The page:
In a radical departure from a highly centralised structure, the 2008 Constitution established 14 sub-national governments, with partially elected parliaments. In addition to their devolved political authority, a range of finance and administrative functions were ceded to this newly minted level of government. Local politicians at sub-national level must now win elections, conceptualise policies and manage their own budgets to be used as tools to respond to their citizens’ needs.
The Defense Services Commander-in-Chief appoints the Minister of Defense, Minister of Home Affairs and Minister of Border Affairs who will deal with ethnic matters and cross-border issues. The Chief Ministers for Region Hluttaws (Assemblies) and State Hluttaws (Assemblies) are to be appointed by the Commander-in-Chief of the Defense Services. Unlike in many countries where the head of the executive is normally the commander in chief of the armed forces in line with the principle of civilian control of the military, the President in Myanmar is not the Commander in Chief of the army. This position is retained by the military who effectively displaces the President in times of national emergency threating national unity. The 2008 constitution also granted the military immunity from prosecution and freedom from public accountability and legitimizes military subjugation of ethnic nationality communities.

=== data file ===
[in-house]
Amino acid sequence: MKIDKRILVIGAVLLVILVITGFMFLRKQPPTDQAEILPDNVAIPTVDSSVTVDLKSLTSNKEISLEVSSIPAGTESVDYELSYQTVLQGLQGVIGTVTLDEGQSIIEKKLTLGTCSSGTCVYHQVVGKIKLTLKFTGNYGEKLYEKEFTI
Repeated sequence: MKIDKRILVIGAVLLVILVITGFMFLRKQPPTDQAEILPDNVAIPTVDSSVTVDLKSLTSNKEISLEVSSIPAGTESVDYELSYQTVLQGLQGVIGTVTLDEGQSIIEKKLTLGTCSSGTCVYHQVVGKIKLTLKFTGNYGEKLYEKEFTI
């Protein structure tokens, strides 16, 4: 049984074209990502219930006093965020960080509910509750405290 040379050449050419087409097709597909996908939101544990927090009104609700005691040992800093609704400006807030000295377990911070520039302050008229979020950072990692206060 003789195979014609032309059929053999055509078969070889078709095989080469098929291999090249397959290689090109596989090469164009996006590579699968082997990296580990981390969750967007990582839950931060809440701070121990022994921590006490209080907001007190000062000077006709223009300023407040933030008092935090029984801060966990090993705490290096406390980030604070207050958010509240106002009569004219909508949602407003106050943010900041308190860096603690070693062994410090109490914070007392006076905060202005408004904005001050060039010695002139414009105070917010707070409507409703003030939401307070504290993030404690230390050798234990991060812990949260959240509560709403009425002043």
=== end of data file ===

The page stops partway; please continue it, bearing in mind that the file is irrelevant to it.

On 21 October 2008 Myanmar started to use new state flag prescribed in the new state constitution. The council enacted some laws concerning state flag, state seal and national anthem in accordance with the new state constitution. The state flag, state seal and national anthem had been prescribed in the new state constitution of the Republic of the Union of Myanmar approved through a national referendum in May 2008.
The 2008 constitution provided for popularly elected legislators to a bicameral parliament; however, it stipulates that at least 25 percent of the seats must be reserved for military members appointed by the uniformed commander in chief of Defense Services. It also bars many persons from office who had not resided in the country for at least 10 consecutive years prior to election, had prior misconduct the regime deemed disqualifying, accepted assistance from a foreign government, or were entitled to citizenship of a foreign nation.